The survival of independent regional newspapers shows hope for a revival of American local journalism. Thanks to a new federal law, these bastions of the free press — including The Seattle Times — can build toward long-term stability despite financial burdens left from an earlier era

Part of the budget deal signed Dec. 20, the Save the Community Newspaper Act will allow privately held community newspapers to stretch out payments owed to pension plans that have been frozen through years of industry trouble. 

Without the urgently needed relief, these newspaper companies would face immense obligations coming due in 2021 under federal pension contribution laws. This long-sought relief reduces the annual bill to a manageable level while preserving pensioners’ rights to every penny they are due. 

For The Times, along with sister papers in Yakima and Walla Walla, the restructuring reduces the annual bill by more than $10 million by extending payments over time. That longer runway means the difference between an imminent bankruptcy threat and a fair shot at long-term stability.

“This is a ‘glory, glory, hallelujah’ moment for the newspaper industry, for localism and for family ownership,” Times publisher Frank Blethen said.

This lifeline will help at least 17 — perhaps many more — independent regional newspapers across the country, from Seattle to Albuquerque to Tampa to Bangor, Maine. In these markets, print and online news readers benefit from coverage decisions made by institutions rooted in the communities they serve. 


Other cities across the nation have watched helplessly as their newspapers declined despite wide local audiences. Hedge funds and debt-encumbered newspaper chains cut staff and sold assets to wring out money. The simultaneous shift of advertising revenues to large internet companies accelerated these troubles. Business decisions sank the journalism, and communities lost out. 

According to the Columbia Journalism Review’s Layoff Tracker website, some 3,160 newsroom jobs disappeared in 2019, mostly at newspapers. The longer trend is even more stark. The Pew Research Center found that from 2008 to 2018, the number of newspaper newsroom workers dropped from 71,000 to 38,000 — a 47% decline in reporters, photographers, editors and design teams. That means cities and towns across America now lack the robust information about city council meetings, state legislatures and local culture their newspapers once provided.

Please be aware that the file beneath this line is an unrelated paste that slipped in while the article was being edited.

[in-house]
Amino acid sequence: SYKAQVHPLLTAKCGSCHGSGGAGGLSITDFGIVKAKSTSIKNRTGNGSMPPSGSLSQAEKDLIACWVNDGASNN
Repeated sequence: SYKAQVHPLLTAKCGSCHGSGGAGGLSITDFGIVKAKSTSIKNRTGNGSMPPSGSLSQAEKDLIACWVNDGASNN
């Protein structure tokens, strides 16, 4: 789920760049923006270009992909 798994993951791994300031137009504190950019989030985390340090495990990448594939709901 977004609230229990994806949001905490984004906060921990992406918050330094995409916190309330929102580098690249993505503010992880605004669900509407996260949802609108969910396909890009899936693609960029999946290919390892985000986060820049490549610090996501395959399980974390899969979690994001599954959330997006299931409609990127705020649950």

The bipartisan group of lawmakers who fought for this new law recognize what the free press means for American democracy. U.S. Sens. Patty Murray and Maria Cantwell, both Washington state Democrats, and Susan Collins, R-Maine; and Washington’s U.S. Reps. Suzan DelBene and Adam Smith, both Democrats, and Republicans Dan Newhouse, Cathy McMorris Rodgers and former Rep. Dave Reichert deserve special praise for their work to support this cause. 

Thanks to their commitment and that of others, The Times now has an opportunity to sustain Seattle’s independent journalism tradition. 

“The business model is under a lot of stress,” Blethen said, “but it still works.”

The Save the Community Newspaper Act preserves a special asset for the nation’s communities and governance. Federal recognition of the unique value of America’s free press made this victory possible. Governments and the public should build upon this foundation with resounding support for the mission to help local journalism thrive.